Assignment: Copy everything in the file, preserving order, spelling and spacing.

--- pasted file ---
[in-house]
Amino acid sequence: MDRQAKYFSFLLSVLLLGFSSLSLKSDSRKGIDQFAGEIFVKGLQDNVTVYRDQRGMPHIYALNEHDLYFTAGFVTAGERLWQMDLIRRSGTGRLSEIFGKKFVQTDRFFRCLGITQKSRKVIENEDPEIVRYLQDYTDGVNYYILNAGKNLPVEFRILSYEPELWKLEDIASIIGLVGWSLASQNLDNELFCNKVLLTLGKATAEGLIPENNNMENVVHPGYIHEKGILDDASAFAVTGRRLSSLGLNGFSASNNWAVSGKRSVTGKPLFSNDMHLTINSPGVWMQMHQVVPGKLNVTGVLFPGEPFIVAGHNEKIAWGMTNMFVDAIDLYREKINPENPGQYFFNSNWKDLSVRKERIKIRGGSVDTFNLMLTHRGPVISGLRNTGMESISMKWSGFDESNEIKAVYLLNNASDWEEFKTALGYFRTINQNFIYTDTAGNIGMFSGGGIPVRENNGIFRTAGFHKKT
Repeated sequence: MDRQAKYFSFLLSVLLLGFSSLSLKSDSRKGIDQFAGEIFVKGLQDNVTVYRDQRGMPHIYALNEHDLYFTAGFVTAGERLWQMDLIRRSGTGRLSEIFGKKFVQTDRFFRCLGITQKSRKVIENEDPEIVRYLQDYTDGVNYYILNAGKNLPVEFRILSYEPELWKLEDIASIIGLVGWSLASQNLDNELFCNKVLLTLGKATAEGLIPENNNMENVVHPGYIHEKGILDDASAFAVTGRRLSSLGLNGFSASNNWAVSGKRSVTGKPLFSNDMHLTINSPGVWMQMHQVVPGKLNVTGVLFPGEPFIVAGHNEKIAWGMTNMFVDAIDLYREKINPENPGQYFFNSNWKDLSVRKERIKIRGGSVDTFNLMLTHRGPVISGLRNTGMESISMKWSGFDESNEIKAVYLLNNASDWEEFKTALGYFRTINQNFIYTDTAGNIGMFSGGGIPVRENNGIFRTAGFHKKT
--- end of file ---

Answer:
[in-house]
Amino acid sequence: MDRQAKYFSFLLSVLLLGFSSLSLKSDSRKGIDQFAGEIFVKGLQDNVTVYRDQRGMPHIYALNEHDLYFTAGFVTAGERLWQMDLIRRSGTGRLSEIFGKKFVQTDRFFRCLGITQKSRKVIENEDPEIVRYLQDYTDGVNYYILNAGKNLPVEFRILSYEPELWKLEDIASIIGLVGWSLASQNLDNELFCNKVLLTLGKATAEGLIPENNNMENVVHPGYIHEKGILDDASAFAVTGRRLSSLGLNGFSASNNWAVSGKRSVTGKPLFSNDMHLTINSPGVWMQMHQVVPGKLNVTGVLFPGEPFIVAGHNEKIAWGMTNMFVDAIDLYREKINPENPGQYFFNSNWKDLSVRKERIKIRGGSVDTFNLMLTHRGPVISGLRNTGMESISMKWSGFDESNEIKAVYLLNNASDWEEFKTALGYFRTINQNFIYTDTAGNIGMFSGGGIPVRENNGIFRTAGFHKKT
Repeated sequence: MDRQAKYFSFLLSVLLLGFSSLSLKSDSRKGIDQFAGEIFVKGLQDNVTVYRDQRGMPHIYALNEHDLYFTAGFVTAGERLWQMDLIRRSGTGRLSEIFGKKFVQTDRFFRCLGITQKSRKVIENEDPEIVRYLQDYTDGVNYYILNAGKNLPVEFRILSYEPELWKLEDIASIIGLVGWSLASQNLDNELFCNKVLLTLGKATAEGLIPENNNMENVVHPGYIHEKGILDDASAFAVTGRRLSSLGLNGFSASNNWAVSGKRSVTGKPLFSNDMHLTINSPGVWMQMHQVVPGKLNVTGVLFPGEPFIVAGHNEKIAWGMTNMFVDAIDLYREKINPENPGQYFFNSNWKDLSVRKERIKIRGGSVDTFNLMLTHRGPVISGLRNTGMESISMKWSGFDESNEIKAVYLLNNASDWEEFKTALGYFRTINQNFIYTDTAGNIGMFSGGGIPVRENNGIFRTAGFHKKT